Frederick — whose experience with Howard’s hospital puts him in a position to work on the university’s troubles in that area — will lead one of the nation’s premier historically black schools, which serves more than 10,000 students on its Northwest Washington campus. Howard is known as a top producer of doctorates for African American students and has schools of law, business, dentistry and medicine, among other disciplines. The school plans to celebrate its 150th anniversary in 2017.

In an interview Tuesday, Frederick said his appointment as president is a “humbling honor, one that I think comes with a sacred obligation to make sure that the university continues to thrive and plays a role in changing the world around it.”

Frederick, 43, lives with his wife and two children in Montgomery County.

One of his most pressing priorities is to restructure the university’s financially strapped teaching hospital, a key health-care provider for low-income Washingtonians that reported a $37 million operating loss in the most recent fiscal year.

Frederick said he is working on a long-term plan for the hospital, but he declined to offer details or a timeline for reaching a solution. In a television interview last month, he said systemic issues — such as Medicaid and Medicare reimbursements that are too low to cover the costs of providing care — mean that the hospital “can’t survive as an independently owned hospital.”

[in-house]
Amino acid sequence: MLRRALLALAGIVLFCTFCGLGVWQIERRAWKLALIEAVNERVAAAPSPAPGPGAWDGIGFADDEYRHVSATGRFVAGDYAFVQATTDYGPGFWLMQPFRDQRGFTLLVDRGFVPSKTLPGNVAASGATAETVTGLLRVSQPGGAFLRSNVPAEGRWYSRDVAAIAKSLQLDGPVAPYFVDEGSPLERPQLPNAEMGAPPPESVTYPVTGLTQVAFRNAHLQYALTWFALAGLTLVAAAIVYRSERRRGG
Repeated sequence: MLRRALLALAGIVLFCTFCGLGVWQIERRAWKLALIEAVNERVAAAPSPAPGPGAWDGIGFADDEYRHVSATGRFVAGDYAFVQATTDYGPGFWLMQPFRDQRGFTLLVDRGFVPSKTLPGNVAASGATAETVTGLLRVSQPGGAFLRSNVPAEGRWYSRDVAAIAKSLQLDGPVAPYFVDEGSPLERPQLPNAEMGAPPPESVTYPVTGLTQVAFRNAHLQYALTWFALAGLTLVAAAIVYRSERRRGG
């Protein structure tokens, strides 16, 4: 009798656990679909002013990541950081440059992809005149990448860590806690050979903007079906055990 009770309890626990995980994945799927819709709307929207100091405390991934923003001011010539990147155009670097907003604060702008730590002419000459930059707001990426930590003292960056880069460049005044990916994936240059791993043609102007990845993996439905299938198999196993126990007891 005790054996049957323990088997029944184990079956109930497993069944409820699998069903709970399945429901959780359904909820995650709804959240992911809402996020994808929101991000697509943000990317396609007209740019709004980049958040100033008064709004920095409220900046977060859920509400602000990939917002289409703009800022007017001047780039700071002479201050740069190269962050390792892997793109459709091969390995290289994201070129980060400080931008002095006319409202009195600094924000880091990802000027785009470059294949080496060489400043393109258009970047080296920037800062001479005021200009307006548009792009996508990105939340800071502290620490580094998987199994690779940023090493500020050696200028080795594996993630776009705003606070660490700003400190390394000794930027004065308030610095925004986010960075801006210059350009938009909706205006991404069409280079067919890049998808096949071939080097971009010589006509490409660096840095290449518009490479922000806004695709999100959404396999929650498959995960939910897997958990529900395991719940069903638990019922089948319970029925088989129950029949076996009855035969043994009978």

He also wants to renovate the school’s aging buildings, offer more scholarships to students and address rising tuition and fees, which are slated to top $24,000 for the 2014-2015 school year. All of that will require beefed-up fundraising, including what Frederick said would be a major push for donations in connection with celebrations of Howard’s sesquicentennial.

Frederick said he will push to bring in new revenue, including through the university’s real estate assets and intellectual property rights. The university should explore, for example, turning Meridian Hill Hall, a student residence on 16th Street, into condominiums, he said.

As interim president, Frederick acknowledged the pressure to control costs, saying in the fall that he understood the need to take “dead aim at any excesses we may have in the system.”

He said Tuesday that outside of the hospital, where university officials already have begun talks with unions about restructuring, he doesn’t expect that layoffs will be necessary to balance the budget. “The university as a whole right now has been doing very well,” he said.